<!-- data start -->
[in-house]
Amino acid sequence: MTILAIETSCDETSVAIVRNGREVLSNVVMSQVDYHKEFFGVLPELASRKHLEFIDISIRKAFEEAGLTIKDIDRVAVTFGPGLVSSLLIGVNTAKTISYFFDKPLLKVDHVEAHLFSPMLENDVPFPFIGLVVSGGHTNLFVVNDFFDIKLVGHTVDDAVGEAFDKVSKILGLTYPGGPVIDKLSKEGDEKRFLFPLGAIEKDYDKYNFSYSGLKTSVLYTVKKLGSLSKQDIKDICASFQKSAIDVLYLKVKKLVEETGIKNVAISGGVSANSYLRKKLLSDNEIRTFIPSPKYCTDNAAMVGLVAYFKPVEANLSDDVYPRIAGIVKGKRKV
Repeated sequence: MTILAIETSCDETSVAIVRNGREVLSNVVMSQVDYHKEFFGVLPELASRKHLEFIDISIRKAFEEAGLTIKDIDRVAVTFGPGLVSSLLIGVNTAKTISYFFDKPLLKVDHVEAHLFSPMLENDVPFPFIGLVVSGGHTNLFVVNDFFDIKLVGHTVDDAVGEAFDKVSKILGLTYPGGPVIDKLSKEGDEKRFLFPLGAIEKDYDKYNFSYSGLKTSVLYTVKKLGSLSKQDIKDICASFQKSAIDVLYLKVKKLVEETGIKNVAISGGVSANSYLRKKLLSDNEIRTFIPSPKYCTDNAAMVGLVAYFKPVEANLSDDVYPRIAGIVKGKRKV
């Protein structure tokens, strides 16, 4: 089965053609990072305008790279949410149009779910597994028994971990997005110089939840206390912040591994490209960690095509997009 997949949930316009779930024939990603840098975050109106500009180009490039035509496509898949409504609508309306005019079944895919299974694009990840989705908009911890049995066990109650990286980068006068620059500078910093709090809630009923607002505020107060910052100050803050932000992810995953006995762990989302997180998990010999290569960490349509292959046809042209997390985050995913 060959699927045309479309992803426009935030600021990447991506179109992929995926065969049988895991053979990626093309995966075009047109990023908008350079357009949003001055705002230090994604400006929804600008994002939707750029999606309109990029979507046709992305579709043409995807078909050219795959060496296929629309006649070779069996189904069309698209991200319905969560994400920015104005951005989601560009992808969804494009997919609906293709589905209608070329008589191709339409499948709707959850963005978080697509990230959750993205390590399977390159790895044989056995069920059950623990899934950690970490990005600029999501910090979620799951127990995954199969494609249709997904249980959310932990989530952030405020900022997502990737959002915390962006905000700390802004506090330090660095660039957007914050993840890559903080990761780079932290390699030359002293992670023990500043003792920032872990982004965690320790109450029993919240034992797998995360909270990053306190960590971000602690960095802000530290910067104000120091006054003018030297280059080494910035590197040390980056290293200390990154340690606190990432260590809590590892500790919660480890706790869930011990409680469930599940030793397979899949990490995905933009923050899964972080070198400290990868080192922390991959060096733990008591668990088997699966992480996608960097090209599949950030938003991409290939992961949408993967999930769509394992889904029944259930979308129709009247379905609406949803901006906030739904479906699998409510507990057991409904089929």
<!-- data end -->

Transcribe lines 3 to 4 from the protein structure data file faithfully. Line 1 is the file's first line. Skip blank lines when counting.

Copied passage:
Repeated sequence: MTILAIETSCDETSVAIVRNGREVLSNVVMSQVDYHKEFFGVLPELASRKHLEFIDISIRKAFEEAGLTIKDIDRVAVTFGPGLVSSLLIGVNTAKTISYFFDKPLLKVDHVEAHLFSPMLENDVPFPFIGLVVSGGHTNLFVVNDFFDIKLVGHTVDDAVGEAFDKVSKILGLTYPGGPVIDKLSKEGDEKRFLFPLGAIEKDYDKYNFSYSGLKTSVLYTVKKLGSLSKQDIKDICASFQKSAIDVLYLKVKKLVEETGIKNVAISGGVSANSYLRKKLLSDNEIRTFIPSPKYCTDNAAMVGLVAYFKPVEANLSDDVYPRIAGIVKGKRKV
């Protein structure tokens, strides 16, 4: 089965053609990072305008790279949410149009779910597994028994971990997005110089939840206390912040591994490209960690095509997009 997949949930316009779930024939990603840098975050109106500009180009490039035509496509898949409504609508309306005019079944895919299974694009990840989705908009911890049995066990109650990286980068006068620059500078910093709090809630009923607002505020107060910052100050803050932000992810995953006995762990989302997180998990010999290569960490349509292959046809042209997390985050995913 060959699927045309479309992803426009935030600021990447991506179109992929995926065969049988895991053979990626093309995966075009047109990023908008350079357009949003001055705002230090994604400006929804600008994002939707750029999606309109990029979507046709992305579709043409995807078909050219795959060496296929629309006649070779069996189904069309698209991200319905969560994400920015104005951005989601560009992808969804494009997919609906293709589905209608070329008589191709339409499948709707959850963005978080697509990230959750993205390590399977390159790895044989056995069920059950623990899934950690970490990005600029999501910090979620799951127990995954199969494609249709997904249980959310932990989530952030405020900022997502990737959002915390962006905000700390802004506090330090660095660039957007914050993840890559903080990761780079932290390699030359002293992670023990500043003792920032872990982004965690320790109450029993919240034992797998995360909270990053306190960590971000602690960095802000530290910067104000120091006054003018030297280059080494910035590197040390980056290293200390990154340690606190990432260590809590590892500790919660480890706790869930011990409680469930599940030793397979899949990490995905933009923050899964972080070198400290990868080192922390991959060096733990008591668990088997699966992480996608960097090209599949950030938003991409290939992961949408993967999930769509394992889904029944259930979308129709009247379905609406949803901006906030739904479906699998409510507990057991409904089929």